Fundamental Analysis: Understanding Price to Book Ratio

The Price to Book Ratio is the secret weapon of value investors.

159628355.jpg
The Price to Book Ratio is old school fundamentals.

When you think of the greatest investors in the history of the stock market, names like Warren Buffett and Benjamin Graham come to mind.  These legendary investors are proponents of "value investing" and there is no fundamental analysis metric more associated with value than the Price to Book Ratio.

Value investors are not as concerned with earnings growth as much as what they perceive is the "intrinsic value" of a company -- something they hope to discover before the rest of the market.

One of the metrics they use to find this value is the Price to Book Ratio or P/B which looks at the value the market is currently placing on stock relative to its book value.

What is book value you might ask? Book value is calculated as so;

Assets - Liabilities = Book Value

A better way to think of it might be, suppose that a company stopped doing business immediately. After you liquidated all of its assets and paid off all of its debt, what would be left over?  You can then divide that amount by the number of shares outstanding and you have the book value.

An ongoing and healthy company will always trade for more than its book value in anticipation of future growth.

So to calculate the Price to Book Value Ratio you just follow this formula;

Stock Price / (Assets - Liabilities) = P/B

The lower the P/B ratio the more likely that a stock is undervalued, and the higher, the more likely it is overvalued.

 When using this ratio to analyze as stock it should be taken in context with other stocks in the same sector because baseline Price to Book Ratios will vary by industry group.

As with all fundamental analysis, there is a lot that is open to interpretation.  For example, if the price of a stock has been affected in the short term by market mechanics, it can skew the Price to Book Ratio to the point that it is irrelevant.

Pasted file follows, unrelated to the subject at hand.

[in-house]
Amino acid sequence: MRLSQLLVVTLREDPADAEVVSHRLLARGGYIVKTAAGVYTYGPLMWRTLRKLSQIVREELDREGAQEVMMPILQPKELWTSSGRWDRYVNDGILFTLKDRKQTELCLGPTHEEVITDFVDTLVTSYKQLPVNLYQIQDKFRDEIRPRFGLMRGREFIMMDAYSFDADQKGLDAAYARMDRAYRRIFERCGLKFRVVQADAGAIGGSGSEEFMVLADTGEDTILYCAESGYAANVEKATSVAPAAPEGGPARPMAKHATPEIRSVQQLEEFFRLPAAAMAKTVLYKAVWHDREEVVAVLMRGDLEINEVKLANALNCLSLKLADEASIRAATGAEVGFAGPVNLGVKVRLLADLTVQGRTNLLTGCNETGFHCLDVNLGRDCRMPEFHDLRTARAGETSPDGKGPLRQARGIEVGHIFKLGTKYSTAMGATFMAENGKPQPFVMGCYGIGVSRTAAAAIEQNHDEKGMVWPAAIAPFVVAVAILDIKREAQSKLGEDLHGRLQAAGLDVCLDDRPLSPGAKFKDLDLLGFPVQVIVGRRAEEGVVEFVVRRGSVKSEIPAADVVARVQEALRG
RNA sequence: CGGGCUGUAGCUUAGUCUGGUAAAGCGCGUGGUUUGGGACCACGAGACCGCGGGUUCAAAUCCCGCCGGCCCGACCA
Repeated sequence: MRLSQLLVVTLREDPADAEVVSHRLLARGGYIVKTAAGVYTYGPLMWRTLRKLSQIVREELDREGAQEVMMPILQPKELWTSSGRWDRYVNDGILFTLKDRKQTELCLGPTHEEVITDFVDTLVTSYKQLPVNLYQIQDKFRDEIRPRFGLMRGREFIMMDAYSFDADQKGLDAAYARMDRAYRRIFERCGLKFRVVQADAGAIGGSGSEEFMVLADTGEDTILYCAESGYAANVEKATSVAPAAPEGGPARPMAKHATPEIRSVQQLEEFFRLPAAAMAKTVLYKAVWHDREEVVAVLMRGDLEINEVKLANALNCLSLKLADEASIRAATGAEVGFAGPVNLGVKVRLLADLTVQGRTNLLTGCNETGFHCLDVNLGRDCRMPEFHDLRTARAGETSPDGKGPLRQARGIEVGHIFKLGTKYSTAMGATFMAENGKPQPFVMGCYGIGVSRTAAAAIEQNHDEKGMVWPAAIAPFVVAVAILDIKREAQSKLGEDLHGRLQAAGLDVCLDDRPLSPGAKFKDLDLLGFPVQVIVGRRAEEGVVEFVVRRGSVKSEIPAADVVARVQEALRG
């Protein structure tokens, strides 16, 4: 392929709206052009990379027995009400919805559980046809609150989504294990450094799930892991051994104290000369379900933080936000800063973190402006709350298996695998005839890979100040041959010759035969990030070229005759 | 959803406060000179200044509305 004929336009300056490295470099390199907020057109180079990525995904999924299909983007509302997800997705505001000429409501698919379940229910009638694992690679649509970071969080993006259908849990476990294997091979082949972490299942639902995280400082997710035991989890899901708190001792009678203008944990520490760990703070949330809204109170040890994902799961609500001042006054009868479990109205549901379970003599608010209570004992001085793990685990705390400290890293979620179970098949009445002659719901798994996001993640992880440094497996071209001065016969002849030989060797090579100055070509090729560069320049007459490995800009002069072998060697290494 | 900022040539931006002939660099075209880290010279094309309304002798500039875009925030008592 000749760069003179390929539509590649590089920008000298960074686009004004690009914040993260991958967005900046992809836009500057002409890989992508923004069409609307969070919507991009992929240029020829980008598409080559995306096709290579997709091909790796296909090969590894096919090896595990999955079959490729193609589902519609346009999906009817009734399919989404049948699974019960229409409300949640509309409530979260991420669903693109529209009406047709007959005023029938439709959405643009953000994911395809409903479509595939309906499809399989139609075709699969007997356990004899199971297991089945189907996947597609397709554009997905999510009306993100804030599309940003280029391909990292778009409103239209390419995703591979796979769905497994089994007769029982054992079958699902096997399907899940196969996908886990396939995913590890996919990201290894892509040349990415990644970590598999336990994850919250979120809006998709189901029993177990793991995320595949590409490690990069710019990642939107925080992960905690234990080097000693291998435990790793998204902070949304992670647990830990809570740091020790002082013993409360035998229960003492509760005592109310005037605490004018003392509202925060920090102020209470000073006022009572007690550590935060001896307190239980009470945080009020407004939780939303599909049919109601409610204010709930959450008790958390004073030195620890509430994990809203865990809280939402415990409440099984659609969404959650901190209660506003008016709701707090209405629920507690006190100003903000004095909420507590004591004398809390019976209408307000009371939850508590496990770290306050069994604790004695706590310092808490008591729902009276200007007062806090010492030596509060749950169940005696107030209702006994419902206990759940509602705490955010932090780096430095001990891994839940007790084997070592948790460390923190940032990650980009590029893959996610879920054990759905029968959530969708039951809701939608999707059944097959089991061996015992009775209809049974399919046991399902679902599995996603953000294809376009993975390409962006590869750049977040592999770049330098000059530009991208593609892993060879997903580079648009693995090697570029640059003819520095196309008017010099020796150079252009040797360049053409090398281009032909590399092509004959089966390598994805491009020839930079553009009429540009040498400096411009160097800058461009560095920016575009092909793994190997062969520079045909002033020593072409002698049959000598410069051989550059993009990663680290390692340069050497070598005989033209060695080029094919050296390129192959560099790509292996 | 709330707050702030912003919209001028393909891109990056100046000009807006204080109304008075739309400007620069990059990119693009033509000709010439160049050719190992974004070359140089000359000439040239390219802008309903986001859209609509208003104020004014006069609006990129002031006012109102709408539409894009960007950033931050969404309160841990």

A solution to this is to use an average stock price based on the last 12 months when calculating the P/B ratio in order to filter out the noise.

Warren Buffett is quoted as saying, "Price is what you pay.  Value is what you get."  When using the P/B ratio as an investor you are not as concerned about price -- though it has to factor in somewhat -- as you are the long-term value that you think can be unlocked in a company.

Because of this, you should only use the P/B ratio in your analysis if you have the patience to stay with a stock for a long time.  Using it to try and discover short-term upside is not an effective way to use this tool.

Warren Buffett himself almost never sells his stocks, many of which he has held for decades, in order for them to achieve the value he thinks they possess.

See the following topics for more on fundamental analysis;

As my series on fundamental analysis continues we will cover all those topics so you can get a well-rounded understanding of the process of picking winning stocks.

Even if you use fundamentals, why not check out my series on technical analysis as well?

------

The Lund Loop is a once-weekly curated slice of what I am writing, reading, and hearing about in finance, tech, music, pop culture, humor, and the good life. But never sports or knitting.....ever! Subscribe for free by clicking here.

Photo Credits: Image Source/Image Source/Getty Images